Jamestown National Park (Jamestown, Virginia)
Another location I haven’t been to since childhood, and a site dear to my heart of inspirations that were just one more brick in the road of my childhood that led me into Archaeology as a life passion. I remember vividly when my father took me to Jamestown, Williamsburg, Mesa Verde, and a dozen other Archaeological parks. Jamestown is much more the historical “archaeological” section of Virginia’s famous “Historical Triangle”. While Colonial Williamsburg is much more popular (and certainly more touristy) in many ways, Jamestown is much more textbook and on-hands educational and informative (in my opinion). So I knew I’d be spending most of the day at this park. I was also inspired upon entrance that instead of paying the $10 entrance fee, that I would purchase an Annual pass to the National Parks ($80) as I know I’ll be hitting quite a few of them through the year. I always felt I should have been given a life pass to them since I used to work for the National Park Service, but I suppose that’s one perk they just don’t give to their employees.
Jamestown Colonial National Historical Park, Virginia
In 1893 the landowners Mr. and Mrs. Edward Barney donated 22 1/2 acres of land which held the archaeological remains of the original Jamestown settlement, the 1639 tower of the Jamestown Church, and the original fort that encompassed most of Jamestown Island. They gave it to APVA Preservation Virginia which at that time was known as the Association for the Preservation of Virginia Antiquities. In 1934, the National Park Service teamed together with APVA and created the National Park Site that exists now that is often called “Historic Jamestowne”. It was designated the “Jamestown National Historic Site” on December 18, 1940 and listed on the National Register of Historic Places on October 15, 1966 protecting it forever. This was the original site of the 1607 James Fort that was the first permanent British colony in North America and the later 17th century city of Jamestown that became the capital of the Virginia Colony that is located on Jamestown Island on the James River. Through the years erosion from the river had dissolved most of the western shore and visitors to the area just deduced that the site of James Fort was underwater. Thanks to federal assistance, a sea wall was constructed in 1900 to prevent furthere erosion and the archaeological remains were excavated and discovered in 1994. Evidence soon showed remnants of Bacon’s Rebellion that occured on this site in 1676 when the statehouse was burned and after its 2nd burning when the capital was relocated to higher ground at Middle Plantation (1699) which became the site of Colonial Williamsburg. After the relocation, this site reverted to little used farmland and became the site of Confederate earthworks during the Civil War with the intention to provide river defenses against Union gunboats. The Ambler Farm was then burned by escaped slaves and the remains slowly sunk into the vast marshes and wooded lands of the Island until its rediscovery and scientific explorations that made it the site that exists today. A very popular tourist spot, even Queen Elizabeth visited on May 4, 2007 for her second visit (the first being October 1957). Jamestowne is one of the three popular locations that comprise Virginia’s famous Historic Triangle that is nestled along the National Park Services scenic 22 mile long biway known as the Colonial Parkway.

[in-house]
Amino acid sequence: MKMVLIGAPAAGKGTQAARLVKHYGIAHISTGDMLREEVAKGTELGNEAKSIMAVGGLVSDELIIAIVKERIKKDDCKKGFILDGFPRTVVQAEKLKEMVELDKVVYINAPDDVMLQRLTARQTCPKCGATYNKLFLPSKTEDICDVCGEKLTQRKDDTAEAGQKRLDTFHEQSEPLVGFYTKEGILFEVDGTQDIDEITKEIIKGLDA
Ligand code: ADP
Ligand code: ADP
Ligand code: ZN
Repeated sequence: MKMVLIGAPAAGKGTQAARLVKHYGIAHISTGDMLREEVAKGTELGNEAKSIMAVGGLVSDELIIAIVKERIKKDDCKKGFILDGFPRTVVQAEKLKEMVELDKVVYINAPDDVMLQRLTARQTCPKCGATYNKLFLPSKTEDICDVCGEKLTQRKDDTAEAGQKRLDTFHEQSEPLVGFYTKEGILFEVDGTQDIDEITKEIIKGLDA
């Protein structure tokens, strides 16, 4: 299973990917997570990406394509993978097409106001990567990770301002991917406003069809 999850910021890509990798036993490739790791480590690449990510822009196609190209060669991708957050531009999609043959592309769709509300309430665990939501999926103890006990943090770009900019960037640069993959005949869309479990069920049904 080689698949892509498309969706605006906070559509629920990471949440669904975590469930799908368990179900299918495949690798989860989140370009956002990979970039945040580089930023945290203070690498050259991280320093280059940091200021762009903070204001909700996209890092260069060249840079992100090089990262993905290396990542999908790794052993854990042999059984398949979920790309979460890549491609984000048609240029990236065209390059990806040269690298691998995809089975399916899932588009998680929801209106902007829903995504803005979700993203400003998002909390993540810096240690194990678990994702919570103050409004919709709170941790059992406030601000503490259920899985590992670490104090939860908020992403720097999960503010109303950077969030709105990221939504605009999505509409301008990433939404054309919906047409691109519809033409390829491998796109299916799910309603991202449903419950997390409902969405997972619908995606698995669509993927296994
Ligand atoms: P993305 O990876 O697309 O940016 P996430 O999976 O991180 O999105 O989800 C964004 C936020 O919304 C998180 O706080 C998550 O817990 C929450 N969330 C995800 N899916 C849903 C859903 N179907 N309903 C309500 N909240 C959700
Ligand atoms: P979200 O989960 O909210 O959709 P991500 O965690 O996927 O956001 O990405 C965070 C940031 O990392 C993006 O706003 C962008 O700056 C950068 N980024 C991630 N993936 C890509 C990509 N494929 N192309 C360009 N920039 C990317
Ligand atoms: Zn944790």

Historic Jamestowne Island, Virginia
ongoing excavations (5/21/08 view) on Jamestowne Island, Virginia
Governor Yeardley’s Lot, 1620’s
[ insert from the interpretive display at Jamestowne park ]
“… for his conveniency and the more Commodity of his houses and dwellings.” (Yeardley’s land patent, 1624)
“George Yeardley arrived in Jamestown in 1610, was appointed captain of the guard, and eventually lieutenant governor. Later knighted and appointed Governor of Virginia in 1618, he issued the Great Charter in 1619, establishing the first representative government in Virginia. In 1620, Yeardley acquired a seven-and-a-quarter-acre lot extending east of this location. A 1625 muster roll listed the member’s of Yeardley’s large household: Yeardley, his wife Lady Temperance Yeardley; their three children; and 24 servants, including three African men and five African women (8 of the first 9 Africans documented at Jamestown). Their muster also listed 50 cattle, 40 swine, and 11 goats and kids on Yeardley’s lot. In addition to three dwellings, Yeardley owned three boats … a barque, four ton shallop, and skiff. At this location, archaeologists excavated the brick foundations of a structure that may have been Yeardley’s. Scattered building materials along Back River suggest that two additional dwellings, perhaps for servants, may have been located at the eastern end of his lot. ”